Recently in On the Media Podcast
Friday, July 19, 2013
Friday, July 12, 2013
Why the US government refuses to call the removal of Mohamed Morsi a "coup," the lack of discussion of race in the George Zimmerman trial, and the media frenzy over the "royal baby".
Friday, July 05, 2013
A special hour of stories about reporting on medical science. The misreporting of the effect of vaccines on autism, tracking retractions in medical journals, and a century old hoax that went uncorrected for forty years.
Friday, June 28, 2013
America's quickly shifting opinions on gay marriage, overclassification and obfuscation over government surveillance, and the trial and media profile of Whitey Bulger.
Friday, June 21, 2013
Brooke looks into just what it means to have a national conversation about government surveillance, international journalists focus on another big leak story, and the dubious explanatory power of bathtubs.
Friday, June 14, 2013
Friday, June 07, 2013
New revelations about US foreign and domestic surveillance, Turkey's journalists caught between the government and protesters, and getting around Iranian internet censorship.
Friday, May 31, 2013
The difficulty of reporting on acts of terror, looking back at a giant of participatory journalism, and a blogger who learned to love his online tormentor.
Friday, May 24, 2013
Looking at the media's governmental scandal narrative, an American blog rocks Canadian politics, and whistleblowers in the Catholic Church.
Friday, May 17, 2013
Some vindication for conservative bloggers in the IRS scandal, advice for sources after the AP call-record seizure, the Bloomberg Terminal scandal, and what the people thought the newspaper industry would look like in the future.
Friday, May 10, 2013
This week, a special hour on the incredible volume of media available to consumers, and the incredible difficulty of making money for creators.
Friday, May 03, 2013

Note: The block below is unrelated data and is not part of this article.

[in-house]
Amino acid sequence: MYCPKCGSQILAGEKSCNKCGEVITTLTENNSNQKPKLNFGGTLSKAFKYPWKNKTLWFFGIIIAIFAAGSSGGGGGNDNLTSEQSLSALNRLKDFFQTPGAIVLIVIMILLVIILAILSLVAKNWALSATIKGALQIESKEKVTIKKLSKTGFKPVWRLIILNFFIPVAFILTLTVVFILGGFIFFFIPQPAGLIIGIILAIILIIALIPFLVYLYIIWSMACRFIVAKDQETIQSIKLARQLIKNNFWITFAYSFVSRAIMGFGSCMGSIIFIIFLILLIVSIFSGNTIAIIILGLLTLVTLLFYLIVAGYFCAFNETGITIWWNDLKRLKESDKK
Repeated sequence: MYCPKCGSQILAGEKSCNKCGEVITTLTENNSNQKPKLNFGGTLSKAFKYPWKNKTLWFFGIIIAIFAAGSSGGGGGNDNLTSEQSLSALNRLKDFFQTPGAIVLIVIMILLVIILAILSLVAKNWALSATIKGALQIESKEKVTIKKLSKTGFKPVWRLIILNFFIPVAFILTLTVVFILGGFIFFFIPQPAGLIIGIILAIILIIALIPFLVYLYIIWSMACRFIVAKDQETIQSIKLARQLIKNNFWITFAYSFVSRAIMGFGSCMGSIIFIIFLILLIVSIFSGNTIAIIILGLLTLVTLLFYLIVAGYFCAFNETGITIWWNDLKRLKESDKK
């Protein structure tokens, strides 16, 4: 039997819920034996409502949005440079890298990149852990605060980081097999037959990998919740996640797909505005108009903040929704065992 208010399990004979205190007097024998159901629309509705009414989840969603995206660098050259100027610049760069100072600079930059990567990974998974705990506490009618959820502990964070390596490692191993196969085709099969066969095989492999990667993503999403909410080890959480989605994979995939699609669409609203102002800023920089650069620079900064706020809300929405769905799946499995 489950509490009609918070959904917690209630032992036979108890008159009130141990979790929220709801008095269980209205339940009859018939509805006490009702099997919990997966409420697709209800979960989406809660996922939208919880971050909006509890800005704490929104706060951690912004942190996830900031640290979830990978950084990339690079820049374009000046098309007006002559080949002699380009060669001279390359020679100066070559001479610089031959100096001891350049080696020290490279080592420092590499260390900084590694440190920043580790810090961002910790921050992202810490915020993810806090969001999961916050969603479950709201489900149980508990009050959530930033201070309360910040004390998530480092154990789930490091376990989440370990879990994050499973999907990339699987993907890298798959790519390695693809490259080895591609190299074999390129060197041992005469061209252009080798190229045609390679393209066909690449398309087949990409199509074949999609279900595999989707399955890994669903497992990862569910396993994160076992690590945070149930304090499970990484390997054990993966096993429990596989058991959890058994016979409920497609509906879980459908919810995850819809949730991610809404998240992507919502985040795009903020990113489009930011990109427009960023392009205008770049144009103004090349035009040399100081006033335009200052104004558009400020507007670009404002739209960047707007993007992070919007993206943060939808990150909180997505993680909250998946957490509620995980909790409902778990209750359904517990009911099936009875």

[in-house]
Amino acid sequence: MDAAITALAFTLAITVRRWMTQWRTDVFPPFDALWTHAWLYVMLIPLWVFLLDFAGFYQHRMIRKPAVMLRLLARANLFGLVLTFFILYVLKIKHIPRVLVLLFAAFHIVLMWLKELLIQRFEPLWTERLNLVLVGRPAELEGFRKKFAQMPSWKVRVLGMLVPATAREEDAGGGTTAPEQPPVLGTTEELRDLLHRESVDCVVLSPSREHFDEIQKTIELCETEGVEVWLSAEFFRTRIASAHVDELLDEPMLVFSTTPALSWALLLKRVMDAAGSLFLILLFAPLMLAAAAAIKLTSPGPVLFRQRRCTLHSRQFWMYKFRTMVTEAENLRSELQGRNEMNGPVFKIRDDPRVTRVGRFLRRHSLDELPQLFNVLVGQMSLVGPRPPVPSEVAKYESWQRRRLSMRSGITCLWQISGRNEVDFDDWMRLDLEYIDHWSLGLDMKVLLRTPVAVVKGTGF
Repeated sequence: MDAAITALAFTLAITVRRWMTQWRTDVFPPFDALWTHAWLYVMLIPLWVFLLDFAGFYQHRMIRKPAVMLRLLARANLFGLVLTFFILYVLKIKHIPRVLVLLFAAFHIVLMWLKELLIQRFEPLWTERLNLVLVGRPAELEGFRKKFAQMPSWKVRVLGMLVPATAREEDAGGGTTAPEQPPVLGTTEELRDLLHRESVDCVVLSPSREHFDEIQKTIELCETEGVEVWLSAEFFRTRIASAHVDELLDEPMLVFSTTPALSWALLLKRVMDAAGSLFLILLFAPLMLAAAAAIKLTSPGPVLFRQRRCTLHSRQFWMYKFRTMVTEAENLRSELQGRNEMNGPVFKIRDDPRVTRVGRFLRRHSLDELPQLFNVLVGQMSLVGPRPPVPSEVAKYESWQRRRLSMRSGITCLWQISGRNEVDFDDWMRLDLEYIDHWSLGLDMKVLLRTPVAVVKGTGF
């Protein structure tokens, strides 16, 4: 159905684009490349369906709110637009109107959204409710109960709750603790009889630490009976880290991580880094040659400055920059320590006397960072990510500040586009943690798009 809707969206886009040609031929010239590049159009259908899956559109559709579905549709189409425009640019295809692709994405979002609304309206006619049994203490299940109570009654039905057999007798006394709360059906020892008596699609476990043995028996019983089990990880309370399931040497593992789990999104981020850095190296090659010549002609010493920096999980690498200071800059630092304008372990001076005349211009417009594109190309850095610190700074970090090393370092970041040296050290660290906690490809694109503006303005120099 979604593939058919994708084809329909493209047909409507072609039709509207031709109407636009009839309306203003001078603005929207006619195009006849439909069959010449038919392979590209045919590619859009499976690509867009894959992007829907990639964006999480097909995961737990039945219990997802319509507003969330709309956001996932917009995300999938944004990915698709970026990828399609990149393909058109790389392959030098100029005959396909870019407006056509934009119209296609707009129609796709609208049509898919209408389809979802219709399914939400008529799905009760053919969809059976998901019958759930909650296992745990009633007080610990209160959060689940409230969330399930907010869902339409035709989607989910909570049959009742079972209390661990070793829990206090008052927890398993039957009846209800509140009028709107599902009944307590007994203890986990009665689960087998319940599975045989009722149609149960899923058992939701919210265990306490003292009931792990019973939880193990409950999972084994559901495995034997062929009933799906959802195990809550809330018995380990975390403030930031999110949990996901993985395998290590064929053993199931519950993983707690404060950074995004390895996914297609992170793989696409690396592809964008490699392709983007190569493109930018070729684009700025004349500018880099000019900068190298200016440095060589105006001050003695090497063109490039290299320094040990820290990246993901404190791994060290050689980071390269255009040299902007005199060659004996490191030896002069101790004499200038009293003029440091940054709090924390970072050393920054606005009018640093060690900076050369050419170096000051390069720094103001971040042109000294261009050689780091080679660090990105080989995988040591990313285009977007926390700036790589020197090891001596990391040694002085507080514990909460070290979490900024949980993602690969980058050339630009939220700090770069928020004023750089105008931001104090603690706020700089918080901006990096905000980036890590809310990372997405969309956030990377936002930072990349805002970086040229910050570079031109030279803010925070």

A look at the media fallout around NBA center Jason Collins' announcement that he is gay, how one company is defending its patent of two genes linked to breast cancer, and how filing a Freedom of Information Act request just got a lot more complicated.
Friday, April 26, 2013
Bob looks at the risks and promise of surveillance after the Boston marathon bombing, a new documentary looks at war crimes and whistleblowing in the theater of war and an Onion-like satire site tries to bring military humor to the civilian masses.
Friday, April 19, 2013
Brooke examines the twists and turns of the marathon bombing coverage, listeners tell OTM what they want to hear from the media when there's no new information during a crisis, and what it's like to tweet the news cycle in the wee small hours of the morning.
Friday, April 12, 2013
Since the Sandy Hook shootings, gun violence anecdotes have been the centerpiece of much of the reporting about guns. OTM asks if there's a better way. Also, who to listen to about the new avian flu and everything you need to know about Grindr.
Friday, April 05, 2013
After the arrest (and release) of Bassem Youssef, OTM looks back on a trip on a 2011 trip to Egypt and forward to the future of independent Egyptian media. Also: the song remains the same in North Korea coverage and innovative TV ads from Old Milwaukee.
Friday, March 29, 2013
How Popular Culture Influences SCOTUS Decisions, How Rand Paul's Drone Filibuster May Have Changed Minds, and Brooke talks with the great Walt "Clyde" Frazier about sports and the media.
Friday, March 22, 2013
How the media is covering yet another high school rape case after Steubenville, how personal finance luminaries lead the public astray, and an infamous hacker threatens to tarnish the public image of all hackers.
Friday, March 15, 2013
This week On the Media examines the ‘aiding the enemy’ charge the government has brought against Bradley Manning, the man who gave hundreds of thousands of classified documents to WikiLeaks. Also, 10 years after the Iraq War began Brooke finds out what’s happened to three Iraqi journalists profiled on the show in 2006.
Friday, March 08, 2013
A special hour on our changing understanding of ownership and how it is affected by the law. An author and professor who encourages creative writing through plagiarism, 3D printing, fan fiction & fair use, and the strange tale of who owns "The Happy Birthday Song"